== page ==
Reveries of Retrocomputing
This weekend I've been passing time by ripping a bunch of my old Apple disks over to .DSK files on my PC, so I can run 'em in the usual suite of Apple emulators and get them saved to CD for long-term storage. I've been meaning to do this for years now, but got the impulse to really tackle it the other day when a box from my parents arrived, containing a bunch of my old computer stuff that I'd dug up on a trip back to New Mexico a few weeks ago. This box contained:
So anyway. As is well known, Jason Scott is the man when it comes to tracking the old textfiles scene (and he's not a bad documentarian either). He and I have a little mutual admiration society going -- he digs all the textfile stuff like the Countlegger series I did back in the day, and I love that he's doing a fantastic job with all the history-of-the-scene stuff I'd feel obligated to be working on if he wasn't doing it already. So it was a kick this evening to see how far back we go, when I found this little gem of Jason's on one of my text archives, right along side a similarly themed missive of my own that I'd written a couple of days prior. Enjoy.
- BASIC Computer Games, Volume II, TRS-80 Edition. I never had a TRS-80, but learned programming from a TRS-80 Level I BASIC manual back in the late '70s. This was long before I even had a computer; I just wrote programs on paper that were never actually entered or run anywhere. I tried to adapt a few of these of the PDP11/34 in high school (see below) but really, most of the games are ass. Now I only keep it for all the doodles I did in it.
- HARDCORE Computist, Issues 1-44. The Apple hacker's magazine, focusing mostly on busting copy protection on commercial software. At the time you could buy this on the newsstand (shout out: Page One in Albuquerque, still going strong today). The anti-protection forces won out for a while, there was a good ten years or so where copy protection was really out of favor. Nowadays it's all the rage again and I believe this magazine might actually be illegal, what with the DMCA and the Patriot Act and all. How far we've come.
- A few stray issues of the original "Computer Gaming World", circa 1983, long before Ziff-Davis. Apparently back then nobody had money to design the packaging for computer games, 'cause every single box looks like it was designed and drawn by the company owner's teenage nephew.
- Two 5.25" cases full of Apple II disks. One is misc utilities and stuff, the other is all games. This isn't quite the Holy Grail -- there's a third case with a couple hundred disks that I haven't been able to put my hands on yet (probably under all my Mom's stuff) -- but it'll do for now. (I already had two cases of modem programs and text files -- that's what got ripped yesterday and today. If anybody needs any old Apple-Cat transfer programs, wardialers, music synthesizers or answering machines, drop me a line 'cause buster, I've got a ton of 'em. Still keeping the 'Cat though.)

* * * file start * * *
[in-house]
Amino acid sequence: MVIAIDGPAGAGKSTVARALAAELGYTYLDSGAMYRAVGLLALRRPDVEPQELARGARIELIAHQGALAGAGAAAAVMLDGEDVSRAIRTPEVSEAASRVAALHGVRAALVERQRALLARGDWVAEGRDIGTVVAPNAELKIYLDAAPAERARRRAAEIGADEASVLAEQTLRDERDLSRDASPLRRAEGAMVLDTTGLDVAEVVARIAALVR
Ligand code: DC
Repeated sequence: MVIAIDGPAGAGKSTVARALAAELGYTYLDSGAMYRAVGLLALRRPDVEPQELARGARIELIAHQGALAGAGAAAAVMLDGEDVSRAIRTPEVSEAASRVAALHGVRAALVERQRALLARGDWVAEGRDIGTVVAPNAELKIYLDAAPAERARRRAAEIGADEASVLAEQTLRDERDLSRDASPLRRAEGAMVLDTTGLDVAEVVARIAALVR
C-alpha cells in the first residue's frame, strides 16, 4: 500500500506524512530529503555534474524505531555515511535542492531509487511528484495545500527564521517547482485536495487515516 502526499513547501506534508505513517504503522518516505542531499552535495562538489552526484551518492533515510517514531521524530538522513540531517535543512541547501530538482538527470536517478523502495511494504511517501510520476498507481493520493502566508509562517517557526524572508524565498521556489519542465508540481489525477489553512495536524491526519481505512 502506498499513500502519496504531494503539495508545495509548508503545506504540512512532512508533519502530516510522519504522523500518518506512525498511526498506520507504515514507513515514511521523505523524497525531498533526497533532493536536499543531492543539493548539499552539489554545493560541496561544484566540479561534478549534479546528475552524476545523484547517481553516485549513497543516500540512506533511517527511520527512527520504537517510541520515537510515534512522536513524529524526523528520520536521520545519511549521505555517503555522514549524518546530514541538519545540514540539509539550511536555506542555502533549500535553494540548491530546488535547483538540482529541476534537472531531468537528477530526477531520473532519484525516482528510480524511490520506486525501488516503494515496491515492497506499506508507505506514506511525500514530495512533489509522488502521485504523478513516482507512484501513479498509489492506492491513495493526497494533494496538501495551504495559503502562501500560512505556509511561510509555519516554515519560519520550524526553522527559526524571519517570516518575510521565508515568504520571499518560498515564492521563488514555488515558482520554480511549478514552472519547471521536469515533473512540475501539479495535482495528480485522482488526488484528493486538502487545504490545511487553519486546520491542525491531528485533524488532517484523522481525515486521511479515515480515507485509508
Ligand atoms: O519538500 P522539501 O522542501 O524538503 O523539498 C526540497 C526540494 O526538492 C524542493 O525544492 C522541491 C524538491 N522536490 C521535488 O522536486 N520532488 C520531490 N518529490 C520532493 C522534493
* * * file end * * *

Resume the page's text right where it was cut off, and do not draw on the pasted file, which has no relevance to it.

- A box of printouts from the old IsaacSystem Global Mail program. Back in high school we ran wild on the school's PDP11/34A, which didn't come with anything "fancy" like an email program, so we wrote our own. Very proto-BBS stuff; people came up with handles and made up characters/personas (Fred The Sadist, Sloppy Joe, et al.). The best stuff -- still on 8" disk right now but data recovery prices have gone down enough that I'm going to have them dumped next month -- was the animated messages people came up with: all the CRT terminals on campus were VT100s, and you can make a VT100 do just about anything with the right escape sequences, so folks did stuff with animated character graphics, locked scrolling regions, and wackier things like the escape code that changed the refresh rate on the screen in a way that made it shake like a drunk whose head's caught in a paint mixer. The printouts don't have any of that, obviously, but there's lots of other great stuff. I'm particularly fond of the PS2-vs-Xbox-style console wars we used to have about the ColecoVision and the Atari 5200.